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Grand Slam heroes: Eddie Jones shows humble side as he heaps praise on Joe Schmidt and Ireland

  • Ireland seal their third ever Grand Slam with a 24-15 win at Twickenham
  • Eddie Jones describes the Six Nations winners as 'a good, tough team'
  • Ireland team get set for homecoming at Aviva Stadium this evening
17 March 2018; Ireland players, from left, Jordi Murphy, Garry Ringrose, Bundee Aki, Jonathan Sexton, Dan Leavy and Conor Murray celebrate following the NatWest Six Nations Rugby Championship match between England and Ireland at Twickenham Stadium in London, England. Photo by Ramsey Cardy/Sportsfile
17 March 2018; Ireland players, from left, Jordi Murphy, Garry Ringrose, Bundee Aki, Jonathan Sexton, Dan Leavy and Conor Murray celebrate following the NatWest Six Nations Rugby Championship match between England and Ireland at Twickenham Stadium in London, England. Photo by Ramsey Cardy/Sportsfile

David Smith

England manager Eddie Jones has conceded that Ireland are "worthy Grand Slam winners".

Ireland sealed their third ever Grand Slam with a 24-15 win at Twickenham, and Jones has described the Six Nations winners as "a good, tough team".

"I thought our players really stuck at it but we gave them too big a lead," the Australian native said afterwards.

"It's obviously disappointing but you go through these little runs and the only way you get out of it is by sticking to the process and focusing on what you need to improve.

Eddie Jones looks on during the NatWest Six Nations match between England and Ireland at Twickenham
Eddie Jones looks on during the NatWest Six Nations match between England and Ireland at Twickenham

Jones also bemoaned the hosts' concession of penalties, claimed that England's slump is "natural" after their third consecutive defeat today.

"We've just got to keep working at our game, keep looking at how we can improve it," he continued.

"As I said, this is quite natural for a team to go through. It's not good, but it's natural.

"We gave them too many penalties at the beginning of the game which allowed them to gain such a big lead.

"They're a good, tough team. They're well coached and very well disciplined. They play to their strengths and are very worthy Grand Slam winners."

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Meanwhile, Jones made light of being booed by disgruntled supporters after England's 24-15 defeat at Twickenham that saw Ireland crowned Grand Slam champions.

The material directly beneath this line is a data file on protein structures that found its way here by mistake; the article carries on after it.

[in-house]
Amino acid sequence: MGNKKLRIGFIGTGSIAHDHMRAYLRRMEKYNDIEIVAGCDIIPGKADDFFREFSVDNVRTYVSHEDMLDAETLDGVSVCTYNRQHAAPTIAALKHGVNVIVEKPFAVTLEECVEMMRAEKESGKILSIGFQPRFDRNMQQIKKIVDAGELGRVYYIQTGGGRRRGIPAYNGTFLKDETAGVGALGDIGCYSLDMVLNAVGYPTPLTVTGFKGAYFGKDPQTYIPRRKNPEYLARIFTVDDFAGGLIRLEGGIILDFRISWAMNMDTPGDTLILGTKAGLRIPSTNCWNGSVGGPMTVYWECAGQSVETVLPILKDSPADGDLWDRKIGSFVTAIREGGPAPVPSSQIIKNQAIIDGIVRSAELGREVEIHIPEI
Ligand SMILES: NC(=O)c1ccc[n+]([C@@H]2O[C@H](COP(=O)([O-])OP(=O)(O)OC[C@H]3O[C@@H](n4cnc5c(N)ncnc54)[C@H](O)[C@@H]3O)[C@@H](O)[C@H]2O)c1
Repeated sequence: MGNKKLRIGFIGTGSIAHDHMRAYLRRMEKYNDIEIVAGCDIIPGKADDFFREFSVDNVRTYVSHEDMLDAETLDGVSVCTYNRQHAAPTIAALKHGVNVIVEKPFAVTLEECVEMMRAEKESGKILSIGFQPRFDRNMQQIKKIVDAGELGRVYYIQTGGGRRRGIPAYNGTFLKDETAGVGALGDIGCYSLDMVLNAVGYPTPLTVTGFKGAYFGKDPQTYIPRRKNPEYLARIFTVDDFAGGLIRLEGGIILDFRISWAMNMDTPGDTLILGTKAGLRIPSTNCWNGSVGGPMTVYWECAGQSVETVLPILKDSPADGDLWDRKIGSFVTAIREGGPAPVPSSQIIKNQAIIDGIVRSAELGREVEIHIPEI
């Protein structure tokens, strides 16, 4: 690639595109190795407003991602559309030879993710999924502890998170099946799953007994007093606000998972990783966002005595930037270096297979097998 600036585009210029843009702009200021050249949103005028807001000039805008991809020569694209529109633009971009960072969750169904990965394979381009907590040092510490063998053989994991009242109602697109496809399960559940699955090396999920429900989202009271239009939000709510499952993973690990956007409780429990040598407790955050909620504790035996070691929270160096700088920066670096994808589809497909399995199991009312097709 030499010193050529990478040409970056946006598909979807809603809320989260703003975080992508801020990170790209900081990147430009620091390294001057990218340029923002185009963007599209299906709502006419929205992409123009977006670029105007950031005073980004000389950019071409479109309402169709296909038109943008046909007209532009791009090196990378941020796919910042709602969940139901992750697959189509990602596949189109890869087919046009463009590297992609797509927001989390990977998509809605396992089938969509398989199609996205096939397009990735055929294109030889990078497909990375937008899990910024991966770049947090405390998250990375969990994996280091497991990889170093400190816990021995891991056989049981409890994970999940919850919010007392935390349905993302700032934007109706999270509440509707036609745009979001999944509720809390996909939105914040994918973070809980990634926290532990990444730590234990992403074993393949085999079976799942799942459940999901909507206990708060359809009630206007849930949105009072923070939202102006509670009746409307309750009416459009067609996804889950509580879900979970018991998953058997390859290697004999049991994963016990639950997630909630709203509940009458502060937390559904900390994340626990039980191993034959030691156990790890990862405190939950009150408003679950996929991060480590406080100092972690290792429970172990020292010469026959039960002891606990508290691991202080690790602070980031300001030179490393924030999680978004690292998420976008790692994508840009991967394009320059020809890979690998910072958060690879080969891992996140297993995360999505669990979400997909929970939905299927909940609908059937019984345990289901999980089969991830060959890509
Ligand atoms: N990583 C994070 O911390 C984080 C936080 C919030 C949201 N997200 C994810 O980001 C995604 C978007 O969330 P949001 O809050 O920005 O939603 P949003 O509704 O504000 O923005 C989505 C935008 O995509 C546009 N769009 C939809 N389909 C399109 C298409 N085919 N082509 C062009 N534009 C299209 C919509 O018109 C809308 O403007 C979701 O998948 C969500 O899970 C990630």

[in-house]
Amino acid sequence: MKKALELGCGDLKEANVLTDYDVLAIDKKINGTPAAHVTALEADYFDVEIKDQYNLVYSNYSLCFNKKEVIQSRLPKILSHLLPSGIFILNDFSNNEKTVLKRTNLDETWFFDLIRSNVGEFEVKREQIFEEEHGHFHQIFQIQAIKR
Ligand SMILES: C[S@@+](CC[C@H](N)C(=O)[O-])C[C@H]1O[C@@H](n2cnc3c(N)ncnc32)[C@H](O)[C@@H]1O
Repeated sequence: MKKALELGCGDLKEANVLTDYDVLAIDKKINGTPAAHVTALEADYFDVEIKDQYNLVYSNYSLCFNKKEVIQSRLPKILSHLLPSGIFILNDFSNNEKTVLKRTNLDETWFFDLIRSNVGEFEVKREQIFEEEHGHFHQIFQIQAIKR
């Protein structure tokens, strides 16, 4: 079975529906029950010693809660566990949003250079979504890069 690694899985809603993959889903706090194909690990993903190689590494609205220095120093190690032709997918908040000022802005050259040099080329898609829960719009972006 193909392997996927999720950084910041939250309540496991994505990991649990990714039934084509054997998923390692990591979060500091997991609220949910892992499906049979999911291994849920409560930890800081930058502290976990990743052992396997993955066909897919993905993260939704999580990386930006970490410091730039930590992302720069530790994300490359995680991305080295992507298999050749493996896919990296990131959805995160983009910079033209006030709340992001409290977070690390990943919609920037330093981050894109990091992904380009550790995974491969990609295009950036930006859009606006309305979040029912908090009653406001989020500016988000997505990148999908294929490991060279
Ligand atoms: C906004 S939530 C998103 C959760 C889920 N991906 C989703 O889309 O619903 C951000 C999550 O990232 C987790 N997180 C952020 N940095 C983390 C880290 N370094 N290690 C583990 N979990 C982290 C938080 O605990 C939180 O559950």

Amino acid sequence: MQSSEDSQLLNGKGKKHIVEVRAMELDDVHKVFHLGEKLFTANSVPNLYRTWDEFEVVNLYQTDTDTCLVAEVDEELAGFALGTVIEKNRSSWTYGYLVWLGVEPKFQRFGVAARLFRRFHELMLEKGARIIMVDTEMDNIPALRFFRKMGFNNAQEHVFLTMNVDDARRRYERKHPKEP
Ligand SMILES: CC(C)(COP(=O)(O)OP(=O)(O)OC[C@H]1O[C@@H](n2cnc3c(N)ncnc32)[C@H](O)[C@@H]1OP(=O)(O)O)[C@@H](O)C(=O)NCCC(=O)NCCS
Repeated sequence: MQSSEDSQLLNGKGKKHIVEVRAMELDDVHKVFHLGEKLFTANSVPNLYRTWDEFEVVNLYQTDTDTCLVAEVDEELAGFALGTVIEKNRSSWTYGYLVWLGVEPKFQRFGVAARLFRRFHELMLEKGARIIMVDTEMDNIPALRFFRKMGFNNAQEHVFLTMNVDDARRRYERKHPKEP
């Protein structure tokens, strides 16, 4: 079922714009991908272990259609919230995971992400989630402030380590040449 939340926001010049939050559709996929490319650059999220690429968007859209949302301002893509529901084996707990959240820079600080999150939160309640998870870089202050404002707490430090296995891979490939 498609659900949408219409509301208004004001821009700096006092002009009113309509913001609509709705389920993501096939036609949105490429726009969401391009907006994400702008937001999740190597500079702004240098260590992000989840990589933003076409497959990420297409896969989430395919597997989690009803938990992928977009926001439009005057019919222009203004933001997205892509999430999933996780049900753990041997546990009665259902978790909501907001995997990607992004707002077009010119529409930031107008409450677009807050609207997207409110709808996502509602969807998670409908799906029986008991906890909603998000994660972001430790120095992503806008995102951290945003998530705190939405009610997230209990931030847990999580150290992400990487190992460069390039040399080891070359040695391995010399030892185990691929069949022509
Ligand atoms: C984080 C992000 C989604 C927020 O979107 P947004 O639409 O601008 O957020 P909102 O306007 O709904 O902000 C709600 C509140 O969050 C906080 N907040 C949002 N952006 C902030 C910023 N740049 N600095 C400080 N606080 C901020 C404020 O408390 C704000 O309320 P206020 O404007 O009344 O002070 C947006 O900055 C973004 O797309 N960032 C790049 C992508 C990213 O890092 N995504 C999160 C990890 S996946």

Jones was jeered as he gave his post match interview on the pitch - a first for the Australian whose 28-Test reign has now been marred by three successive defeats.

"I didn't hear it. Have you got a recording of it, I'll listen to it later, it'll put me to sleep tonight," Jones aid

"The only thing I can control is coaching the team. I can't control what you say, what the crowd does. All I can do is coach to the best of my ability.

"You have these runs and I have coached long enough and sometimes you get out of it quick and other times longer.

"At the moment it's got to three games, its not nice but it is part of the process of being a better team.

"We learnt a lot about the team in this Championship and how we need to develop our game, which is important. So as disappointing as it is, it's part of being a better team.

"Every team I have had that has been a champion team has had these runs and they are instrumental in how you remake a team.

"When you take over it is reasonably easy, like I did with England, to improve a team quickly because you fix things that need fixing quickly.

"But internal mechanisms take time to fix and that is the slow burner. Unless you fix them they catch up with you when you get to the big tournaments such as the World Cup."

Jones denied England have regressed despite conceding second place in the global rankings to Ireland last weekend.

"I don't think we have. In terms of results we have, but in terms of where we want to go as a team, we are moving forward. I know that is hard to see," he said.

"There is nothing that stands out that we massively need to fix. There are a number of things that are ongoing.

"We have spoken about leadership density - having more leaders on the field - and that is something that is a slow burner, you have got to build that, you have got to keep working on it."

Jones hinted that some players involved in this year's Six Nations may not appear at the World Cup in 18 months.

"Some guys have come in and done really well and some will maybe struggle to participate in the future. We have to get a greater depth to our squad that can play test rugby," he said.

"There are some guys who are starting their international careers and they need time. I have to decide whether I have got time to get them ready for the World Cup."

Additional reporting by PA

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